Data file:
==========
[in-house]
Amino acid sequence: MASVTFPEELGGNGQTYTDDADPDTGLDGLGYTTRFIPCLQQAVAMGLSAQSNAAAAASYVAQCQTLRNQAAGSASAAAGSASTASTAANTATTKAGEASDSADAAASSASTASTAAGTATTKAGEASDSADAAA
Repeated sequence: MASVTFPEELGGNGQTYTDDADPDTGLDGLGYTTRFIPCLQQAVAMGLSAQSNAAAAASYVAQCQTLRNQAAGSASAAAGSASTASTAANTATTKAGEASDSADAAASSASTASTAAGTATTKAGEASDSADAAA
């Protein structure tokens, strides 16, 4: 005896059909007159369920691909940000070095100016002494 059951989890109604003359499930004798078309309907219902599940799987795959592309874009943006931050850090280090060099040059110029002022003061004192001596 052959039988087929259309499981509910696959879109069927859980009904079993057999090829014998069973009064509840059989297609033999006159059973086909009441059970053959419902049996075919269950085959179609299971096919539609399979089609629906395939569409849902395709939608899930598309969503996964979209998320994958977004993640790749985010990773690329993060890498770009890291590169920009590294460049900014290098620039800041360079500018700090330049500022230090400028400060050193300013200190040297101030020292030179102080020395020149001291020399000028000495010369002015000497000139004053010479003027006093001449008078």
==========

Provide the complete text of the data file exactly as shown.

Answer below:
[in-house]
Amino acid sequence: MASVTFPEELGGNGQTYTDDADPDTGLDGLGYTTRFIPCLQQAVAMGLSAQSNAAAAASYVAQCQTLRNQAAGSASAAAGSASTASTAANTATTKAGEASDSADAAASSASTASTAAGTATTKAGEASDSADAAA
Repeated sequence: MASVTFPEELGGNGQTYTDDADPDTGLDGLGYTTRFIPCLQQAVAMGLSAQSNAAAAASYVAQCQTLRNQAAGSASAAAGSASTASTAANTATTKAGEASDSADAAASSASTASTAAGTATTKAGEASDSADAAA
């Protein structure tokens, strides 16, 4: 005896059909007159369920691909940000070095100016002494 059951989890109604003359499930004798078309309907219902599940799987795959592309874009943006931050850090280090060099040059110029002022003061004192001596 052959039988087929259309499981509910696959879109069927859980009904079993057999090829014998069973009064509840059989297609033999006159059973086909009441059970053959419902049996075919269950085959179609299971096919539609399979089609629906395939569409849902395709939608899930598309969503996964979209998320994958977004993640790749985010990773690329993060890498770009890291590169920009590294460049900014290098620039800041360079500018700090330049500022230090400028400060050193300013200190040297101030020292030179102080020395020149001291020399000028000495010369002015000497000139004053010479003027006093001449008078």